On the Pursuit of Perfection

Randy and I were up way too late Friday night watching VH1 Classic - a favorite past time. The show was Rush in Rio, the concert that brought the band back together. We've always been big Rush fans - and I'm particularly fascinated by Neil Peart. An amazing drummer, Peart seems to me one of the great geniuses of our time, able to coax unbelievable beats from his drums, plus he writes many of the lyrics. Which are poetry, pure and simple.

I asked Randy if Peart ever talks about his gift, in terms of a gift. Or if he practices all day, every day. Or if it's a bit of both. Randy said it was definitely both and told me the story of how Peart went to New York and worked with a jazz coach to improve his skills. Neil Peart, people. Possibly the best drummer who ever lived, taking lessons.

It made me think of Tiger Woods, how back when he was at the top of his game, he got into what he perceived as a slump and switched swing coaches. Pro golfers, like pro musicians, and all pros, of every kind, practice. A lot. All day. It is their job. It is their purpose. It's how they maintain their level of professionalism. If they didn't put in the time, they'd lose their spot at the top.

Coming into the 2012 summer Olympics, we are about to see this relentless pursuit of perfection personified by the best athletes in the world. I think that's part of the draw to these events, the awe-stopping nature of knowing just how much work actually goes into getting to be world-class.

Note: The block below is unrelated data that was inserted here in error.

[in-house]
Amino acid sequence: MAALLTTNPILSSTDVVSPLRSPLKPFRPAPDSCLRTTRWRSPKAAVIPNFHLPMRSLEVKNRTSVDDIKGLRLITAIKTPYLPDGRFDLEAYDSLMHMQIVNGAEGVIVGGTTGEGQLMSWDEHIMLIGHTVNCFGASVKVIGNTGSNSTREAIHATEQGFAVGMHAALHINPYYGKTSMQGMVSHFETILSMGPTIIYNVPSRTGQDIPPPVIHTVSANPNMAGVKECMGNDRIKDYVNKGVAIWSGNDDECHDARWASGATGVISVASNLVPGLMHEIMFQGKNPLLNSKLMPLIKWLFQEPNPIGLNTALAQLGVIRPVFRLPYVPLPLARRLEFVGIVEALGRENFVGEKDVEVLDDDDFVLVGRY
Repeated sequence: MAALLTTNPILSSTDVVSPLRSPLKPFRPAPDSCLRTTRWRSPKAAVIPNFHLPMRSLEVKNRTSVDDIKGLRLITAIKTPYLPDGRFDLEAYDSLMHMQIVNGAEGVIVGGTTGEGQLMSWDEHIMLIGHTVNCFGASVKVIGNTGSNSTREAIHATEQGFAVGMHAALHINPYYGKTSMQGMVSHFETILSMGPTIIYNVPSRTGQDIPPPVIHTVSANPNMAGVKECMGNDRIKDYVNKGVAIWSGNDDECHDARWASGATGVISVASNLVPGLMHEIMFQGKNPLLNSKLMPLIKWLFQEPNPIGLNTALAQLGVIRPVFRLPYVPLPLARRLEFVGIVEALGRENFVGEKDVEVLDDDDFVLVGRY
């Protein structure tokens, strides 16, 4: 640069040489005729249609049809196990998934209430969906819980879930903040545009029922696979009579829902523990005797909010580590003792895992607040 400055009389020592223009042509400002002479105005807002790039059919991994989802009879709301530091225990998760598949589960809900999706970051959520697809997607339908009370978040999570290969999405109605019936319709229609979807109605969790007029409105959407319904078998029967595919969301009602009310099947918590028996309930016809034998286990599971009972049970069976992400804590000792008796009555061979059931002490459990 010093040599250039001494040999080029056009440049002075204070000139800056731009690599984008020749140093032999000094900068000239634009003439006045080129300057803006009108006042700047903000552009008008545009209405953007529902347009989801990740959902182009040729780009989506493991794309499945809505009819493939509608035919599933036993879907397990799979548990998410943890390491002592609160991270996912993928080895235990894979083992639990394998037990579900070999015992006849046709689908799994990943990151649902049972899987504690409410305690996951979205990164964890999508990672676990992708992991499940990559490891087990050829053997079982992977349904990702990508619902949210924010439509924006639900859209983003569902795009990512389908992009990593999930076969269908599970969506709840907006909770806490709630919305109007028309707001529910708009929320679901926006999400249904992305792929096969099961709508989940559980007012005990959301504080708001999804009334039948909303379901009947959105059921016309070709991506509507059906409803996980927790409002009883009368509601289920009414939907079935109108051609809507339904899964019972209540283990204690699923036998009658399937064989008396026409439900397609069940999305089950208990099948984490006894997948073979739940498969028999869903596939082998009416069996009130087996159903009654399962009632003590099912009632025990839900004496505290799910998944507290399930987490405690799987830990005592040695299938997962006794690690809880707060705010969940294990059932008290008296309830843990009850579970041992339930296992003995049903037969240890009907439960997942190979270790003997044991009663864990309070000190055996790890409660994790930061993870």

As writers, we too must practice. But I'm always surprised when I hear writers say they don't read books on the craft. It boggles my mind, really. How else are we to get better if we don't expose ourselves to other writer's stories, and either emulate or adapt our own processes and thinking to theirs? How else will we sharpen our intuition and experiment?

I just ordered WRITING THE BLOCKBUSTER NOVEL by Al Zuckerman, Ken Follett's agent, based on a conversation I had with Laura Lippman, Jeff Abbott and others on Facebook. Laura mentioned a method she was using to outline her story, and kindly shared her actual outline. In reading it, I realized what I was doing wrong. Not wrong, exactly, because it works, I was just making things so much more difficult for myself. I now have a new method to try, to practice with, to hone into my own.

We must read, and write every day. And if a cool craft book comes your way, by all means, read it. You never know what you might learn. Here's a list of craft books I think are tops in the field, in no particular order:

On Writing - Stephen King
Write Away - Elizabeth George
The Writer's Journey - Christopher Vogler
Screenwriting Tips for Authors - Alexandra Sokoloff
Forest For The Trees - Betsy Lerner
The War of Art – Steven Pressfield
The Creative Habit – Twyla Tharp
Rapt: Attention and the Focused Life – Winifred Gallagher
Flow: The Psychology of Optimal Experience – Mihaly Csikszentmihalyi
Hamlet's Blackberry - William Powers
The Artist's Way - Julia Cameron

Do you have any favorite ways to learn?